Saturday, October 19, 2013

TOP STORY >> Decision needed for cities to leave

Leader staff writer

Supporters of a new Jacksonville school district hope the attorney general will release an opinion in the next three or four weeks on the impact of the proposed detachment on the 1989 federal desegregation lawsuit.

Sherwood also wants to separate from the county district.

But Attorney General Dustin McDaniel has been tied up in settlement talks, explained Daniel Gray, a member of the Jacksonville/North Pulaski Education Corps.

The attorney general recently made an offer after he rejected one from the Little Rock School District that included a seven-year phase-out plan and the state pay about $300 million over that time frame or in a lump sum.

McDaniel’s offer says the state could pay $69 million it’s supposed to pay the Little Rock, North Little Rock and Pulaski County Special School District for the 2013-14 school year plus another $49 million to be split among the three.

It also states the money won’t be considered local revenue and that the state’s obligation to support magnet schools as well as interdistrict transfers would end.

PCSSD would get $3.9 million on Jan. 1, April 1, July 1 and Sept. 1 for a total of $15.6 million in addition to what it is already supposed to receive for the 2013-14 school year.

Gray said the next step after the opinion is released is for the judge in the desegregation cases, Price Marshall, to authorize a local election on whether Jacksonville should break away from PCSSD. The state Education Department has already validated the city’s petition for the vote.

Gray hopes Marshall will speak about the effort during the desegregation hearing set for Dec. 9. Nov. 15 is the deadline to present any settlement to the Legislative Council for consideration before the December hearing.

Meanwhile, Sherwood also wants its own district. Supporters there are playing catch up.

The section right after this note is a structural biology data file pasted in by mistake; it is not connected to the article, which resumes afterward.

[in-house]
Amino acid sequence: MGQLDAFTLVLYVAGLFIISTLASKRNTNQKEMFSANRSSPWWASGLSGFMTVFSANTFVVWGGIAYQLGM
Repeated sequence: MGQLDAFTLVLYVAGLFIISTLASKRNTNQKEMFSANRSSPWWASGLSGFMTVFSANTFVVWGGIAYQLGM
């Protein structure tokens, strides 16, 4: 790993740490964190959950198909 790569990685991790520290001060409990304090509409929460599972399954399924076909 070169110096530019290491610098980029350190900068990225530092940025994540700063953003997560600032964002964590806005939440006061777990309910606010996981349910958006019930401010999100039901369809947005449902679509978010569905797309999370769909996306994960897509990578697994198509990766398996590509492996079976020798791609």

State law requires that the Pulaski County Special School District have at least 15,000 students the year prior to a detachment and that any new district have at least 4,000.

PCSSD has a little more than 17,000. If one city breaks away first, the other won’t be able to. Sherwood and Jacksonville must detach at the same time for both to get what they want — local control over public education.

The recently formed 12-member Sherwood Public Education Foundation committee met last week, and a second meeting is set for 6:30 p.m. Monday at New Dora Baptist Church at 317 Jaminson St., which is behind Harris Elementary.

They need between $12,000 and $15,000 in donations to conduct a feasibility study showing the area has the tax base to support a school district, meet state student number requirements and that the racial makeup of the district would comply with federal desegregation rulings, committee co-chairwoman Beverly Williams said.

The study is an early step in the detachment process.

“We’ve got to get this going,” Williams added.

People can donate to the group via its website at Between $25,000 and $40,000 total is needed get everything, including the study, prepared, Williams said at Tuesday’s meeting.

Gray said he hadn’t spoken with the advocates for a Sherwood district.

He explained, “We have been focused on Jacksonville’s efforts.”

Jacksonville residents could vote on the detachment during the September 2014 school board election or the November 2014 general election.

Gray said, “Our goal is as soon as possible.”

While he didn’t call a combined Jacksonville and Sherwood District impossible, Gray seemed to think it unlikely. “That would be a whole different can of worms. That’s never been discussed. That’s not what we’re focusing on,” he said.

Jacksonville has purchased four feasibility studies during its 35-year effort. If Sherwood and Jacksonville joined forces, another would be needed, Gray noted.

Based on census numbers, Sherwood is the 14th largest city in Arkansas and the largest without a school district, supporters there say.

The boundaries of the proposed Sherwood School District are drawn at I-40 and I-440. The district would include basically everything north of the river that isn’t in the North Little Rock School District or the proposed Jacksonville district.

That includes McAlmont and the Runyan Acres area. They are not inside Sherwood city limits or the proposed boundaries for the Jacksonville district.

Information gleaned from the Jacksonville feasibility study shows that Sherwood can make it on its own, but the city can’t use the Jacksonville study.

Sherwood needs to have a professional — possibly Norman Hill, a retired superintendent — look at its specific educational and financial landscape.

But, Williams explained at the meeting Tuesday, that Jacksonville has a study helps because it shows supporters what information should be in a Sherwood study.

Sherwood’s schools — Cato Elementary, Oakbrooke Elementary, Sherwood Elementary, Sylvan Hills Elementary, Northwood Middle, Sylvan Hills Middle and Sylvan Hills High, and possibly Harris Elementary — have an enrollment close to 4,400.

A Sherwood district would be about 43 percent black, which is within the acceptable federal range for desegregation.